MORGANTOWN, W.Va. – With the WVU basketball program as he knew it facing a slew of unforeseen circumstances over the summer, WVU guard Seth Wilson looked inward to determine his next steps.

By NCAA rule, former WVU head coach Bob Huggins’ resignation opened up opportunities for his players in the transfer portal, but Wilson was one of four WVU players who decided to continue playing for the Mountaineers.

“I’m a man of faith,” Wilson said. “I prayed about it, and my heart was here. I wanted to be here, regardless of what was going on, this is where I wanted to be, so I stayed.”

Believe it or not, Wilson (4.2 points per game) is WVU’s leading returning scorer from last season. He played in all 34 games, averaging 13.2 minutes per contest, and he made 41.5% of his three-pointers.

Now, he is in a position to take a year-three leap, especially with the recent news regarding guard RaeQuan Battle’s eligibility for the 2023-24 season.

“Certain guys that come off the bench or were going to get limited minutes are going to have to take up that responsibility and take advantage of that responsibility in terms of what we’re going to need to rely on to win games,” interim head coach Josh Eilert said. “So it’s a group effort.”

This off-season, WVU players received more position-specific training from their assistant coaches. As a result, practices were a little shorter than they were in the past, but each player received ample attention. Wilson and the guards primarily worked with assistant coaches Alex Ruoff and Jordan McCabe.

“That allows us to dig deep and hold kids more accountable, and be more detailed when we cut film and stuff,” Ruoff said. “Same thing with the individual training. We’re not going as long every day as the previous coaching staff in practice, so that opens up time to do individual workouts, so I can focus on our five-to-six guards with the help of Jordan McCabe.”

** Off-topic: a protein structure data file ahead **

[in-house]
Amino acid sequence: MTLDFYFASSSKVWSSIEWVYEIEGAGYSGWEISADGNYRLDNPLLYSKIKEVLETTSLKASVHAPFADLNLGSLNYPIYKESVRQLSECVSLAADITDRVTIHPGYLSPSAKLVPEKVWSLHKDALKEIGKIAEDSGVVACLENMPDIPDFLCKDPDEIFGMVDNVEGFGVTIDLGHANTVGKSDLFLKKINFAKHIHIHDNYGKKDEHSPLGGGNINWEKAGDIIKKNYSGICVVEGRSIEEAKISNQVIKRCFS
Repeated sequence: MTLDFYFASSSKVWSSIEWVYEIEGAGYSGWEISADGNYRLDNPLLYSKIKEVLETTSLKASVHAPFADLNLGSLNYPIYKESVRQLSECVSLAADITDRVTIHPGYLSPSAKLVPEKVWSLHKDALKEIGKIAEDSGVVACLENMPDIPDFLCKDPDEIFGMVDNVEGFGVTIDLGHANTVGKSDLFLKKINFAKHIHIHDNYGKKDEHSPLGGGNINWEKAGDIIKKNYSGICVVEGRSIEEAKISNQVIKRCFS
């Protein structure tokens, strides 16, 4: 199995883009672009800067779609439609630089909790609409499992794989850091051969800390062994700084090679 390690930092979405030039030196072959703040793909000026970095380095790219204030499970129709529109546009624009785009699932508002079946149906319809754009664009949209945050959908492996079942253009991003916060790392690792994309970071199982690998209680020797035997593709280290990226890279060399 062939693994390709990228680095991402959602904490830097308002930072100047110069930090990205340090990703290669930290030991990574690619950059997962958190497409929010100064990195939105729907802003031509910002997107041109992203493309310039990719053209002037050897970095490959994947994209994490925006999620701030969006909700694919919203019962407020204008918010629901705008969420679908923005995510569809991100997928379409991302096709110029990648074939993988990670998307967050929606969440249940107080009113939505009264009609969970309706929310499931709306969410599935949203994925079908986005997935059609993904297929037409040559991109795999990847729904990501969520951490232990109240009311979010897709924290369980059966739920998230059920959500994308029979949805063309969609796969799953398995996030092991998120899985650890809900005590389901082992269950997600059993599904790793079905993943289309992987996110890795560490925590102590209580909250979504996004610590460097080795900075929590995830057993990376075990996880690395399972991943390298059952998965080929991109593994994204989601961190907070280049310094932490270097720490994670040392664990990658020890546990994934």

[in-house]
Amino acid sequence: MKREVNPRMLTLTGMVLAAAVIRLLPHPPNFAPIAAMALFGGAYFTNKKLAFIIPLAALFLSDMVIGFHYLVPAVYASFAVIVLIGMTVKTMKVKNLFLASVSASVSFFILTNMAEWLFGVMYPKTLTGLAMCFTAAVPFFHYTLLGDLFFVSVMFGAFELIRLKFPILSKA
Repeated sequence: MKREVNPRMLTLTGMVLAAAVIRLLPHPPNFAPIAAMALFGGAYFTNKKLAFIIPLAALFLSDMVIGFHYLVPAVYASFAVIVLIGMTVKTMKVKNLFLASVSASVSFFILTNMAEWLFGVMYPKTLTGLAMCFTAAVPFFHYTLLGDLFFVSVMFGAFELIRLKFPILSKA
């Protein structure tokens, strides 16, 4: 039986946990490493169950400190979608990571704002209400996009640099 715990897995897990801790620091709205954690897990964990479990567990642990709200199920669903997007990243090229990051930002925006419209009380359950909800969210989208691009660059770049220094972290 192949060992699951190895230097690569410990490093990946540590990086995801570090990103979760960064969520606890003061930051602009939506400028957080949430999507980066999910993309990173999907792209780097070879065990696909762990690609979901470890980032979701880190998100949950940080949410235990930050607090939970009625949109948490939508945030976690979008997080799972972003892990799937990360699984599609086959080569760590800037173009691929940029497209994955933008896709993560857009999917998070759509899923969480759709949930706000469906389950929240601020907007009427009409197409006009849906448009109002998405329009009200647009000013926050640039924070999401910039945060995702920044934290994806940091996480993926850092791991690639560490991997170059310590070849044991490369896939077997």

The specific off-ball reads for guards within the new WVU offense – and the shot-selection choices that come with them – have been points of emphasis for Wilson. He also is working to enhance his ball-handling skills. Not that ball security is a weakness, though. In two years of college ball, he’s recorded just six turnovers.

The guard-centric workouts also helped build the chemistry with new starting point guard and Arizona transfer Kerr Kriisa. Kriisa – who has been tabbed as a “magician” by teammates – led the Pac-12 in assists per game in both of the last two seasons in Tucson.

“You always have to have your head on a swivel because you don’t know when he’s going to through you the ball,” Wilson said. “He might throw it behind his head. He might throw it behind his back. You never know what’s going to happen. So you got to have your head on a swivel and be ready to knock down shots.”

Along with Kriisa, Wilson continues to work with guards Jeremiah Bembry (Florida State), Noah Farrakhan (Eastern Michigan) and fellow returnee Kobe Johnson. Johnson and Wilson are two of the four returning WVU players from the 2022-23 season.

“That’s my best friend,” Wilson said. “[He is like] my brother. So obviously, we talked about [staying at WVU] amongst ourselves, and once we both said we were both all-in, we were both all-in, and [there] wasn’t [any] turning back.”

It’s relationships like Wilson’s and Johnson’s that Eilert hopes can lift the team after a tumultuous offseason full of twists and turns.

“[The] optimism is still there,” he said. “They all rally around each other, and I talked a lot about chemistry early, and how we really need to develop that chemistry, and they’ve really bought into each other. You see the brotherhood really taking shape in that locker room, which really pleases me, and I know that’s going to be a key piece in our success.”